Key takeaways from Neharika Gupta’s #ReadInstead Lit Fest Writing Workshop on how to write a Millennial Story.


Neharika Gupta is the author of Adulting. Here are some key takeaways from her writing workshop:

  1. Crafting a millennial character
  • The millennials and Gen Z of the 21st century must relate with the challenges that the characters face in the book. For example, some of the issues Neharika writes about are body shaming, identity crisis etcetera.
  • The character must have a core conflict such that they are not unidimensional.
  • Pay attention to how the character looks. Making a basic silhouette of a character helps Neharika write them better and visualise them.
  • Give the character either a behavioural quirk  or a distinct physical feature that will make them memorable for the reader.
  • What does a typical day in their life look like?

2. Theme and Genre

  • Start with a theme that you care about. It could be something that annoys you and/or something that you want to change about the society.
  • Write what is intuitive to you!
  • Mix and match the themes to different genres

Neharika’s writing prompt for all you budding authors is –
If your character is facing a city wide lockdown for 63 days, what will they do?

  • Will you set this in a detective fiction world? Have they suddenly discovered a crime scene?
  • Is it fantasy? Does the character have any superpowers?
  • Do they fall in love with their neighbour such that their story is a rom-com?
  • Or is it set in a science fiction world where there is a biological warfare happening?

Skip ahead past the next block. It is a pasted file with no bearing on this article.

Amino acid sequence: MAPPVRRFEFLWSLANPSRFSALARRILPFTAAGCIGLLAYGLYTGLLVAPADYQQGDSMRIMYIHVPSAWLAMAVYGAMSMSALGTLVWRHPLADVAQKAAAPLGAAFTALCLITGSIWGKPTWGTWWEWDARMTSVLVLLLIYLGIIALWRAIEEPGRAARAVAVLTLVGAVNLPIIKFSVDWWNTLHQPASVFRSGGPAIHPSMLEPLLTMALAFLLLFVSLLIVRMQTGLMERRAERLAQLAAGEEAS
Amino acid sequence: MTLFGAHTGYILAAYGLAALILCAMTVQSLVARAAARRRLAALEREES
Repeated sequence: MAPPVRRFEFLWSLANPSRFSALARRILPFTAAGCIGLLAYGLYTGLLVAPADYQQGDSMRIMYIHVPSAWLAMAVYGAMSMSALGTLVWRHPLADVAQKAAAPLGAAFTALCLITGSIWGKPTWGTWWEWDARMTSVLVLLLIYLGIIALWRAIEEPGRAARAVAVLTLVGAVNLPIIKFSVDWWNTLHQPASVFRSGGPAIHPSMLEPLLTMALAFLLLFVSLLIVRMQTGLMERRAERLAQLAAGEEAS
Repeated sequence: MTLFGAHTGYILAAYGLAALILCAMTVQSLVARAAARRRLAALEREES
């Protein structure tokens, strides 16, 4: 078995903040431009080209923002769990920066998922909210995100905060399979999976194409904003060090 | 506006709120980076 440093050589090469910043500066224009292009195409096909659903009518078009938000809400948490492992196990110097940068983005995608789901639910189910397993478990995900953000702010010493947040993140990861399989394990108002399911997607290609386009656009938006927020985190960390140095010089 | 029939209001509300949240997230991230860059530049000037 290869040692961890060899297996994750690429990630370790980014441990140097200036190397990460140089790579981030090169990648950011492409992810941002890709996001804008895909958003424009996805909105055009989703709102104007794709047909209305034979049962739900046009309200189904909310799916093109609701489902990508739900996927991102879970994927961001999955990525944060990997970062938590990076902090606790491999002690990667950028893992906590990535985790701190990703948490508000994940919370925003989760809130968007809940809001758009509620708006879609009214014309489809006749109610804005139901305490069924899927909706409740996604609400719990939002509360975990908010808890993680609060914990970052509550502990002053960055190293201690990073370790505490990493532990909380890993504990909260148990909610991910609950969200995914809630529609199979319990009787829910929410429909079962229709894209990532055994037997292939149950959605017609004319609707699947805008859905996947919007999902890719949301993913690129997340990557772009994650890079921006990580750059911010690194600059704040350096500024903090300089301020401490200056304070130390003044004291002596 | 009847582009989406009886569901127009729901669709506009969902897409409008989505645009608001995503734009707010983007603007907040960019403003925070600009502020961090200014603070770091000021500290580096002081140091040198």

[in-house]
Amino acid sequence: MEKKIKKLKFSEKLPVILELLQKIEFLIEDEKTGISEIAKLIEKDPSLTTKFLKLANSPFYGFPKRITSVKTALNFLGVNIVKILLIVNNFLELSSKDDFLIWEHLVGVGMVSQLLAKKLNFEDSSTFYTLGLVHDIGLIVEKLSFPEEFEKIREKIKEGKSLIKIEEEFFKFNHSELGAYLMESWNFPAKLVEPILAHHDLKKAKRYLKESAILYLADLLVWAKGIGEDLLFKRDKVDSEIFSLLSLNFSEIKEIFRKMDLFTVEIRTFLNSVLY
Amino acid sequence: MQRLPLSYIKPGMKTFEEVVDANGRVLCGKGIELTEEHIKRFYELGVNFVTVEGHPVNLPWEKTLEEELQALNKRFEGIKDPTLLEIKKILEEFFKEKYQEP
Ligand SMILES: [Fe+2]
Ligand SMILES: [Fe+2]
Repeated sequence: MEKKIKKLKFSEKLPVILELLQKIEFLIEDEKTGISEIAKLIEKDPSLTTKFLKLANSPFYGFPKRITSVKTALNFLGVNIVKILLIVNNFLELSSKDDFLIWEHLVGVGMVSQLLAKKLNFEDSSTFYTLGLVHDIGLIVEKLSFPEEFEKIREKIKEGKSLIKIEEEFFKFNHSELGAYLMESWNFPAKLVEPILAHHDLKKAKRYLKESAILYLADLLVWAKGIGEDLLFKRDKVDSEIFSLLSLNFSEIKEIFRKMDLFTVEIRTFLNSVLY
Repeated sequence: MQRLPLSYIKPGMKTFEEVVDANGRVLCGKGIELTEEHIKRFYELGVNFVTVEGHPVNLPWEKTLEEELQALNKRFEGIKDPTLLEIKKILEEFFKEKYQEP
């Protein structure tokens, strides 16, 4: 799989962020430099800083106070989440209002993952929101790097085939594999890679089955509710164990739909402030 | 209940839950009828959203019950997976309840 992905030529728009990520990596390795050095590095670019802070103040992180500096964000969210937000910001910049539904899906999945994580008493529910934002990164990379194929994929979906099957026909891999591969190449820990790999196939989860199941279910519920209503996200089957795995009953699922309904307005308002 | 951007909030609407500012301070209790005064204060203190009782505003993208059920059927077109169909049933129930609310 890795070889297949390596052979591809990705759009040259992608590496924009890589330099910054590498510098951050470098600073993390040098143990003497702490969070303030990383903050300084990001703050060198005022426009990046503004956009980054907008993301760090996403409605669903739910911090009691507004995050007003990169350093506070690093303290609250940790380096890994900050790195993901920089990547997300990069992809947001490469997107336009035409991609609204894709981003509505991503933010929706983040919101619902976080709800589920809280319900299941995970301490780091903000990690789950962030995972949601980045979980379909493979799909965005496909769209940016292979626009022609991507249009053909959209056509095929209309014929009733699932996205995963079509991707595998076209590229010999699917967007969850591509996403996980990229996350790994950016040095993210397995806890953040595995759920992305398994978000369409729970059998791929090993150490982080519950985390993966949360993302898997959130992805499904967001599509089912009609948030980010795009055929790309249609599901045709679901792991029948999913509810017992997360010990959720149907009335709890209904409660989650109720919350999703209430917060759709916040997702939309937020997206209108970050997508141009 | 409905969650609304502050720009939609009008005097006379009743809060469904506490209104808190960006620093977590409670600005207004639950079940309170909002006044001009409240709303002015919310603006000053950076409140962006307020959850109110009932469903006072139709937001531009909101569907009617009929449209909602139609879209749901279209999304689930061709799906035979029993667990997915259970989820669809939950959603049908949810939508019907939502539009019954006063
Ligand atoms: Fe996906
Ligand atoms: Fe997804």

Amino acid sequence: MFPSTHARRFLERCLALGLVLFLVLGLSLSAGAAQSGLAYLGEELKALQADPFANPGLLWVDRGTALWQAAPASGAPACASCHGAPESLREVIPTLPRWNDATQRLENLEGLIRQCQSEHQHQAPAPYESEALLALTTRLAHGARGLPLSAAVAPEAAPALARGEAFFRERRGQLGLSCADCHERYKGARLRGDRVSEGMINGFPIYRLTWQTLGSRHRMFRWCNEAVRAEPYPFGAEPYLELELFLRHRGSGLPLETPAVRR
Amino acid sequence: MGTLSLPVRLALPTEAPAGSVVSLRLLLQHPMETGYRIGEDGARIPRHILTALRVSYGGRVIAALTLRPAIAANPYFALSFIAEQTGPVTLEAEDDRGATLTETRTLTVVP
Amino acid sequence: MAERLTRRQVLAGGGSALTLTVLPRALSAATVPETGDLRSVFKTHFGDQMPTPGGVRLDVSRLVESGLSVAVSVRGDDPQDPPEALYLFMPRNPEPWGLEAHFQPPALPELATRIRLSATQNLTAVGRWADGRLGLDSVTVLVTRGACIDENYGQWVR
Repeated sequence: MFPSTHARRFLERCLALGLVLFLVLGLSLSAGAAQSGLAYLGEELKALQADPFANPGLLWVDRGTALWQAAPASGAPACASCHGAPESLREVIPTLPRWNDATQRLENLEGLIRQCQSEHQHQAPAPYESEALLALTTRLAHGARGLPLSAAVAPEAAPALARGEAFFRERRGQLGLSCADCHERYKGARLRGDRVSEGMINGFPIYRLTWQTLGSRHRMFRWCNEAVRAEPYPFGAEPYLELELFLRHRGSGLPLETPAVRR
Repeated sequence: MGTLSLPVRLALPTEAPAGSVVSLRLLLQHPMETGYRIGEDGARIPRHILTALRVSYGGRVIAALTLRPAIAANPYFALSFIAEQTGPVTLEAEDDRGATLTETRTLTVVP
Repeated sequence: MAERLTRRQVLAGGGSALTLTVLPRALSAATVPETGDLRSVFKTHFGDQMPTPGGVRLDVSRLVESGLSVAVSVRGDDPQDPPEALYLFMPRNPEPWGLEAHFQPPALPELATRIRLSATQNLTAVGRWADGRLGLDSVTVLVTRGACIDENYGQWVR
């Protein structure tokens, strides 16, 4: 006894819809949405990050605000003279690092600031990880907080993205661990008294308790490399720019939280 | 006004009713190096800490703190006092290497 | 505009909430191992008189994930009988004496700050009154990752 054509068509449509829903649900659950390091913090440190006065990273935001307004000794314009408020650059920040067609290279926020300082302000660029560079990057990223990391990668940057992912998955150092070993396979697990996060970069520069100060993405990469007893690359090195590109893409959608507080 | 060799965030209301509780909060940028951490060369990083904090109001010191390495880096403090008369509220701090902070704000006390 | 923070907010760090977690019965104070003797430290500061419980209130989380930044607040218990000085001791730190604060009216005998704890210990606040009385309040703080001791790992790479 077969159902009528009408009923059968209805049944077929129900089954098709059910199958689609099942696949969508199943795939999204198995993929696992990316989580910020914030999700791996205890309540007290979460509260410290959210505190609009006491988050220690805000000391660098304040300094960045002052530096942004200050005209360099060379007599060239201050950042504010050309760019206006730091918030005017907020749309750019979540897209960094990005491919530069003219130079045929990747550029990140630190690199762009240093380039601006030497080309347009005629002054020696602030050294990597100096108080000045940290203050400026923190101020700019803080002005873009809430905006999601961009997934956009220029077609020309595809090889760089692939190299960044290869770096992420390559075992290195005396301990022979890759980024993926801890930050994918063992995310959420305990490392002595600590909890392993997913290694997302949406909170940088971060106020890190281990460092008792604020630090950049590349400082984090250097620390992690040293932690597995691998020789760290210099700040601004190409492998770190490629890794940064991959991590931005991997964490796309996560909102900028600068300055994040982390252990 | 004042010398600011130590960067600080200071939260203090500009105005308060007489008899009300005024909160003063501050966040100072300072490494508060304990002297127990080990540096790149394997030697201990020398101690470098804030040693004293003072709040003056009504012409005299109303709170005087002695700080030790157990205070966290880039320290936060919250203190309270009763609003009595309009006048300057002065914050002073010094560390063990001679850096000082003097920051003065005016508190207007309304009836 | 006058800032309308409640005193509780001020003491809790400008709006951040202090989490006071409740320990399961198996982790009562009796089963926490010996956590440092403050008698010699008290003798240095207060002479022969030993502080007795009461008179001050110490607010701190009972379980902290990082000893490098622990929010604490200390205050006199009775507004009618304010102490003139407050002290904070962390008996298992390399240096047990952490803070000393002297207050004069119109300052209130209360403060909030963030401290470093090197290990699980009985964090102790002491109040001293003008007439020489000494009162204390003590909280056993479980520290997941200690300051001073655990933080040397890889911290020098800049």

3. The Hero’s Journey

IMG-20200328-WA0016Neharika recommends keeping Joseph Campbell’s ‘The Hero’s Journey’ in mind while thinking about the structure of your story. Most stories in the world could fit into this cycle. This is also helpful when you are stuck with advancing the plot of your story.
4. Archetypes

If you are finding it difficult to add depth to your characters, Neharika recommends taking the help of archetypes. An archetype is a typical character, an action or a situation that seems to represent universal patterns of human nature.

5. Writer’s block 

  • Make sure you wake up in the right space of mind in the morning. Meditate, listen to music, or do anything that calms your mind and sets the right tone for your day.
  • Don’t force creativity to come to you. Invite ideas and thoughts, and treat them well so that they bloom.
  • Always keep a notepad handy – ideas never have an appointment!
  • Revisit  things and/or writings and authors that inspire you. Neharika uses an inspiration box in which she collects and stores objects, her previous writings and other things. You never know what can trigger  a stream of ideas in your mind!

Don’t stop reading and writing, and and keep tuning in to the #ReadInstead Litfest!

Leave a Reply